Publishing photo books is not just for wedding photographers anymore; self-published photo books are a huge new industry, and Lightroom 4 recognizes this with its new Book module. In conjunction with San Francisco-based Blurb, Adobe has included presets in the Book module that simplify the creation of photo books, as well as all the tools needed to customize the book to your specific needs. Books can be up to 240 pages in length and contain thousands of images if desired. Book sizes and paper types are limited from the full range offered by Blurb, but those available are the most appropriate for high-quality photo book production.
Having created books through other online services, I found the Book module lacking in some of the finer layout customization areas, but it is a strong initial attempt to provide this functionality from within Lightroom. Using it doesn’t have the smooth feel that Adobe has created for the other modules, but all of them other than the new Map module have evolved over time and Book surely will also. The Book module also supports the creation of books and their output to PDF format. This allows you to create portfolios or sample wedding albums and transfer them to your iPad to show to potential clients without having to carry the actual portfolio or albums.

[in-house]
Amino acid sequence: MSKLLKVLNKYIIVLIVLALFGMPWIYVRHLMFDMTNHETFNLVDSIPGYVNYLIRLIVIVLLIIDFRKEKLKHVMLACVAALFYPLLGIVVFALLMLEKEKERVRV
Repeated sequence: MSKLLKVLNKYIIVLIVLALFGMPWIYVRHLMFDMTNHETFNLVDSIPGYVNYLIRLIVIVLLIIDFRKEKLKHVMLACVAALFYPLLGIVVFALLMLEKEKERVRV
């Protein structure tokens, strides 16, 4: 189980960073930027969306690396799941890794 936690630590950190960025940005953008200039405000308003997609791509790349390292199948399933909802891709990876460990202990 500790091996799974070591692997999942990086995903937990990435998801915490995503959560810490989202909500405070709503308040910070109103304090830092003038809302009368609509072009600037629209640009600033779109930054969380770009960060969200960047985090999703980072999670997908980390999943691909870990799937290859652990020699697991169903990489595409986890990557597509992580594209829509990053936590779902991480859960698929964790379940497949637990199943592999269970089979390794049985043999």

Recognizing another trend among photographers, Adobe has increased the support of video in Lightroom 4. The File menu now lists “Import Photos and Video…” as an option replacing “Import Photos…” from Lightroom 3. Lightroom 4 supports the import of AVCHD format video as well as AVI, MOV and MP4 formats. You can preview video files by simply scrubbing over them in the Library module, or view them full screen by double clicking on them, just as you would to view a still image. And Lightroom provides an icon that will capture any video frame as a JPEG.
While you can trim video clips, apply selected Quick Develop and Develop settings to them and export clips in H.264 (MPEG-4) format, Lightroom 4 makes no attempt to encroach on the editing or creative functionality of the Adobe video products such as Premiere Elements, Premiere Pro or After Effects. Video clips can be exported into collections for upload to Facebook or Flickr through the Publish Services panel of the Library module.
There are other new and improved features in every module of Lightroom 4. Soft Proofing in the Develop module allows you to preview and adjust an image, or better a virtual copy of the image, for specific print output. Also in the Develop module, the Graduated Filter and the Adjustment Brush have additional abilities, and you can now use the Point Curve to adjust individual RGB colors.